(twenty four) or lantern night

Lantern Night is one of my favorite Bryn Mawr Traditions. I remember my freshmen year being so magical. I remember walking through the hallways of Thomas, my black robe getting caught behind me with every other step. It was silent, and dark, except for the glowing faces of upperclassmen illuminated by their lanterns, who smiled at me as I passed. Some whispered things like “Welcome Home” and “Happy Lantern Night” as I crept closer and closer to the cloisters. When I reached the outdoors, I was met with bitter cold and silence as I’ve never heard. It was the kind of silence where if you closed your eyes you knew people were surrounding you, but you couldn’t hear them. My first thought was “Wow, they really weren’t kidding about this cult stuff.” But I was excited, and it was so beautiful, and I just wanted to look around and take it all in.

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This year wasn’t much different in the sense of me wanting to take it all in. It’s my last year, and I wanted to look around and really get a good feeling of how it would all end. Realistically, this will be my last lantern night ever. Ever! I’ve been able to experience all the ‘stages’ of lantern night – getting my lantern (freshman year), running (sophomore year), watching (junior year), and swinging (senior year). I was really excited to swing this year, because all of my best friends were doing it as well. I’m really happy I got to share this experience with them.

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My job as swinger meant that I had to swing my lantern in time to the Pallas Athena, and sing it about a zillion times with other juniors/seniors. During the Pallas, runners run the lanterns to the first years and distribute them. This takes quite a bit of time, so after about ten minutes of swinging my lantern and singing, I felt like my hand was going to fall off. I totally caught myself slacking off, but I jerked myself back into it by reminding myself that someone my first year had done the very same thing for me, and it’s only fair that I pay it forward.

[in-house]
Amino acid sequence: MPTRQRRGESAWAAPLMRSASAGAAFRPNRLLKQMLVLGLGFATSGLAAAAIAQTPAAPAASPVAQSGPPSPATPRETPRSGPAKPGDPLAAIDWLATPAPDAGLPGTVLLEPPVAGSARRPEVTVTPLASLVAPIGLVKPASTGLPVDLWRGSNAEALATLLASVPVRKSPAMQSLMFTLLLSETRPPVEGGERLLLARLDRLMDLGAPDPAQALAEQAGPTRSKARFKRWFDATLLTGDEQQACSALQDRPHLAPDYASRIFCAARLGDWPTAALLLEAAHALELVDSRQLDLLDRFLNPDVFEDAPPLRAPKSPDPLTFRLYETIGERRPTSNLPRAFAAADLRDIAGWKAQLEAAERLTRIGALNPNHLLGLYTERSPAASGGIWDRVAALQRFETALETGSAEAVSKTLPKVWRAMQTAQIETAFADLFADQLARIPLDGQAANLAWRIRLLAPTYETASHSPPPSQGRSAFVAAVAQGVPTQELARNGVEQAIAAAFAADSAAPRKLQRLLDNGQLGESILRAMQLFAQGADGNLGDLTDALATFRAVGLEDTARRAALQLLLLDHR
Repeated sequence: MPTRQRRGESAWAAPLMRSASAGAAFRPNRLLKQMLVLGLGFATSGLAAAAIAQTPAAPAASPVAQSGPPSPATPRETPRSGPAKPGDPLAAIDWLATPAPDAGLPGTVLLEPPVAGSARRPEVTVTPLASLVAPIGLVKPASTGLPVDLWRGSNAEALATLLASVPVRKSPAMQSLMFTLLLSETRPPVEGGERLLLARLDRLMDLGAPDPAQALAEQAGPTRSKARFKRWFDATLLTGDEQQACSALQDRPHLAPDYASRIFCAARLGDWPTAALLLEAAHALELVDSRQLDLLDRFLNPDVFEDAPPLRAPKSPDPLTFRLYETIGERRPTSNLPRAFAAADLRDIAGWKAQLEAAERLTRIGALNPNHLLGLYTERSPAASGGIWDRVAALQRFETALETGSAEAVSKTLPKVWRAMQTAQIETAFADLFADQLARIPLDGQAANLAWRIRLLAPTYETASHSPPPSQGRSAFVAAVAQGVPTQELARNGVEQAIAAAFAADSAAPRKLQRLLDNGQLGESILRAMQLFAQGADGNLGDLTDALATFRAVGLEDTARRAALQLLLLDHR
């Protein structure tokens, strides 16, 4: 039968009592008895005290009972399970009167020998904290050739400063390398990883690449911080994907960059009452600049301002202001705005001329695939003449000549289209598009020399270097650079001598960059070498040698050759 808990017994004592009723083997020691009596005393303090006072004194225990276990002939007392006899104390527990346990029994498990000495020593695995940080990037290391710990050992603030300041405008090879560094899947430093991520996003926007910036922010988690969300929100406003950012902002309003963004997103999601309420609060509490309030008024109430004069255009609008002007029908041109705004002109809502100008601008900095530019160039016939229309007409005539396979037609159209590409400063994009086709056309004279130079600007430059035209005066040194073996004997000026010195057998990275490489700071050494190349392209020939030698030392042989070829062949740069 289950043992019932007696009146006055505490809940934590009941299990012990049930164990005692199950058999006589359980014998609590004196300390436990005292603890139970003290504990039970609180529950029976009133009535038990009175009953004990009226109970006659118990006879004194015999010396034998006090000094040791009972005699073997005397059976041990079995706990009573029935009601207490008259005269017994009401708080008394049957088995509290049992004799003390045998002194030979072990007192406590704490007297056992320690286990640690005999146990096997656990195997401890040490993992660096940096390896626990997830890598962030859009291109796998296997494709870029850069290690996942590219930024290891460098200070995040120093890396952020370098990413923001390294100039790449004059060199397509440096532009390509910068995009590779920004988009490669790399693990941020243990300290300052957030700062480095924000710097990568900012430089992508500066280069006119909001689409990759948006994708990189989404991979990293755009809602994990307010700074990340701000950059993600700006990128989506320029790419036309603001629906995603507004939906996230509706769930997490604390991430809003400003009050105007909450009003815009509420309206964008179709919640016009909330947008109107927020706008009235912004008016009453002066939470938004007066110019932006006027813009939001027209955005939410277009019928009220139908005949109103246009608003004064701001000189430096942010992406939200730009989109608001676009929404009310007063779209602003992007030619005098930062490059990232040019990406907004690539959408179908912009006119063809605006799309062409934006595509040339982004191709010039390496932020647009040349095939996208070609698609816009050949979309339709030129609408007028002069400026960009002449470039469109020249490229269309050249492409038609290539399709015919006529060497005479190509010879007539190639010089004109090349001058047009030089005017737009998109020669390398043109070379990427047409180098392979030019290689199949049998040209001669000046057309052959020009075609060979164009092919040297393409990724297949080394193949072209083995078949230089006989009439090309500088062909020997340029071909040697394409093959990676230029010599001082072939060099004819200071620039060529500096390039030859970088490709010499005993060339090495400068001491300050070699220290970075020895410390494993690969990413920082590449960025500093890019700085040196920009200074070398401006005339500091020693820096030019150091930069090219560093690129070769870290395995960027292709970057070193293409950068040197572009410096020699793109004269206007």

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Lantern Night was beautiful this year, even though the class of 2020 totally butchered the Sophias. It was pretty funny actually- regardless you all did so good! And I’m so proud of you and happy to welcome you all home. Every class year has little slip ups when they sing the Sophias, so just know that in four years time, you will be able to recite the greek adequately enough to fool any non-classics major on your pronunciation.

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Even though I skipped step sing (sorry! I was exhausted!! and emotionally drained!!) I had such a nice night. It felt weird without Pam being there, but I think it was symbolic of some sort of circular closing motion. Regardless, I’m leaving this tradition behind with the way I started it- into the dark with the light of my lantern.

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